Nurses are being encouraged to vaccinate against mumps at every opportunity –particularly olders teens and young people in their 20s – as the Auckland mumps outbreak continues.
Only 20 cases of mumps were reported across the whole of the country last year and Auckland alone has at least 300 cases to date. The disease can be mild for young children but adults who get mumps can experience severe disease.
“Unfortunately we are bearing the brunt of a mumps outbreak in Auckland,” said Dr Josephine Herman, Auckland Regional Public Health’s medical officer of health. The outbreak had now spread to the Waikato and mumps cases were also being reported in smaller numbers across the country.
She said it was looking to the primary health sector and nurses in particular – who are the backbone of primary care – to help promote the MMR (measles, mumps and rubella) vaccine amongst the younger, adolescent population.
Public Health are particularly concerned about a “lost generation” now in their 20s who either did not receive the MMR vaccine in the first place or may have missed out on their second MMR dose when the timing of the second dose was shifted in 2001 from being done at age 11 to age four. They are also at risk of measles and rubella.
Henman said the difficulty was that this age group was generally healthy and independent so didn’t often visit health services. Also the national immunisation register was only 12 years old so it was difficult to identify those who had or hadn’t been vaccinated.
Practice nurses had an important role as families were being urged to check with their family’s general practice to see whether family members had been fully immunised – and also to check their child’s blue Well Child (Plunket) book.
The Immunisation Advisory Centre (IMAC) says the last major mumps epidemic in New Zealand was in 1994 which lead to 188 hospitalistions. Mumps is a viral illness spread by coughing, sneezing and direct contact with infected saliva.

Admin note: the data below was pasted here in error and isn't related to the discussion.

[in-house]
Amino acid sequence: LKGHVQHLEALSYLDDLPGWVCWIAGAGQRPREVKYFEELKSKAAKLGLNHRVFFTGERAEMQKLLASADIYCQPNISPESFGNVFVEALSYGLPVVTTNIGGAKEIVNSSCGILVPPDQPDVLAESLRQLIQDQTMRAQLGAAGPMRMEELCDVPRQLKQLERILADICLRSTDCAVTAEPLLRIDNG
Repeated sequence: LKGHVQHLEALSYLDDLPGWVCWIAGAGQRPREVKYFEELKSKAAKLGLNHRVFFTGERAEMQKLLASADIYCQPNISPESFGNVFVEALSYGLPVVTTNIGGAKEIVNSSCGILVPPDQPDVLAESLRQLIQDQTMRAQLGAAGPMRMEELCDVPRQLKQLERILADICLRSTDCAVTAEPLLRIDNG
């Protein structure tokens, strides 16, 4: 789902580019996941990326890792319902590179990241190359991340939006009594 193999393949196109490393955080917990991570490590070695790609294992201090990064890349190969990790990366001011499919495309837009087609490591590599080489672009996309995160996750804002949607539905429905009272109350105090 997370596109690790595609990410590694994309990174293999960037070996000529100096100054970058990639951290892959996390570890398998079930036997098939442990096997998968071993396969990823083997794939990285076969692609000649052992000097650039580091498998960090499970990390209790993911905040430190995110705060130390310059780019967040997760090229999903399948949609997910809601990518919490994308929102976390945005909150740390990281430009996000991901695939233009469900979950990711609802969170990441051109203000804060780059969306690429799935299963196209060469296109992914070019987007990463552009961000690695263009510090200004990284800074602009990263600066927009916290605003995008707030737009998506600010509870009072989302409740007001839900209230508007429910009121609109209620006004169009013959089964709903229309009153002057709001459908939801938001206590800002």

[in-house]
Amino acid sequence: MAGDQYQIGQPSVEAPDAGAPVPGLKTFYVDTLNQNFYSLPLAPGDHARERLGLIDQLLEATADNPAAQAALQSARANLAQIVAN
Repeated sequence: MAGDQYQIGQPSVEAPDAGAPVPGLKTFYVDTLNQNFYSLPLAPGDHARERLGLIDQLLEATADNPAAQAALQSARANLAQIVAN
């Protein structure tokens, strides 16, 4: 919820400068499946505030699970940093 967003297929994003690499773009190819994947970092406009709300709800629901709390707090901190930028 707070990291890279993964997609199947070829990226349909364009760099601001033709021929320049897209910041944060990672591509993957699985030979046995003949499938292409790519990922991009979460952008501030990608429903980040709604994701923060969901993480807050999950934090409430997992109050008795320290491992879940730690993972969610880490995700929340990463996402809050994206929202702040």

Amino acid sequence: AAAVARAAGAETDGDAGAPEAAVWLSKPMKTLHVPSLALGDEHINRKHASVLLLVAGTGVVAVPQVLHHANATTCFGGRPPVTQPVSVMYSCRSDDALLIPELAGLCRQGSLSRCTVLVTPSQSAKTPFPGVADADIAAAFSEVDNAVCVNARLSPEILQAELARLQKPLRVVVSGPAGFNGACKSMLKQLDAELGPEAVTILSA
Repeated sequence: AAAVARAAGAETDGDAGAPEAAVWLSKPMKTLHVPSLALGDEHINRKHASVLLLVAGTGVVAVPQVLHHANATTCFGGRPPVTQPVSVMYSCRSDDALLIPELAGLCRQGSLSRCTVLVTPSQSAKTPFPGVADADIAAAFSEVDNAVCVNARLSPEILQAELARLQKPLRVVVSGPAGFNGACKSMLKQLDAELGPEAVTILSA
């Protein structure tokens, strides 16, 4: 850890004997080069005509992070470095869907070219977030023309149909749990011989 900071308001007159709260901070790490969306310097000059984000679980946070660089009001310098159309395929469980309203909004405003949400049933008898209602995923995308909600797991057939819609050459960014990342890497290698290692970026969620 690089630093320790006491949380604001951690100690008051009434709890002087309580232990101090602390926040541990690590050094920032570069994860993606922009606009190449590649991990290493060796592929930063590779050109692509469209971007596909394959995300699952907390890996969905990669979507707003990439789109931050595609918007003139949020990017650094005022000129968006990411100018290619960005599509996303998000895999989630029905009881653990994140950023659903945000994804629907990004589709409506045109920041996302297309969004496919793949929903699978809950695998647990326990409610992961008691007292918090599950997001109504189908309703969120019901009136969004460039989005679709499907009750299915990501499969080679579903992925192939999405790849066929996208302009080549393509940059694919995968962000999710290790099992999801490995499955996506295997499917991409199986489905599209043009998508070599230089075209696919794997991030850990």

The incubation period (time from infection to onset of symptoms) is on average 16-18 days, and can range from 2-4 weeks. A person with mumps may be infectious from seven days before the salivary glands swell until nine days after.
Henman said for the majority of people who catch mumps it is a mild illness with some painful swelling in the jaw. Some don’t get any swelling with 30 per cent of mumps cases being asymptomatic (though still contagious). But in some cases – with adolescents and adults at higher risk of severe disease from mumps – there can be serious consequences including meningitis, hearing loss and in the case of young and older men it is orchitis (painful swelling and inflammation of the testicles) which in rare circumstances lead to infertility. Henman said women can also have pain through swelling of the ovaries.
According to national immunisation data, the coverage rates in young children up to the age of 12 years are around 80 percent. Today’s mid twenty year olds have even lower rates, with a national coverage survey reporting that only 60 percent of Pakeha children were fully immunised in 1991, with lower rates for Maori (42 percent) and Pacific children (45 percent).
ARPHS has been notified of 300 cases from January 1 to 4 September 2017, with this total greater than all the cases of mumps in the last 16 years. But Henman says there are probably a significant number of cases that have been brought to the services’ attention.
“Mumps is now at large in the community and the only way we can stop this spreading further is to achieve high levels of MMR vaccination in the population,” said Herman.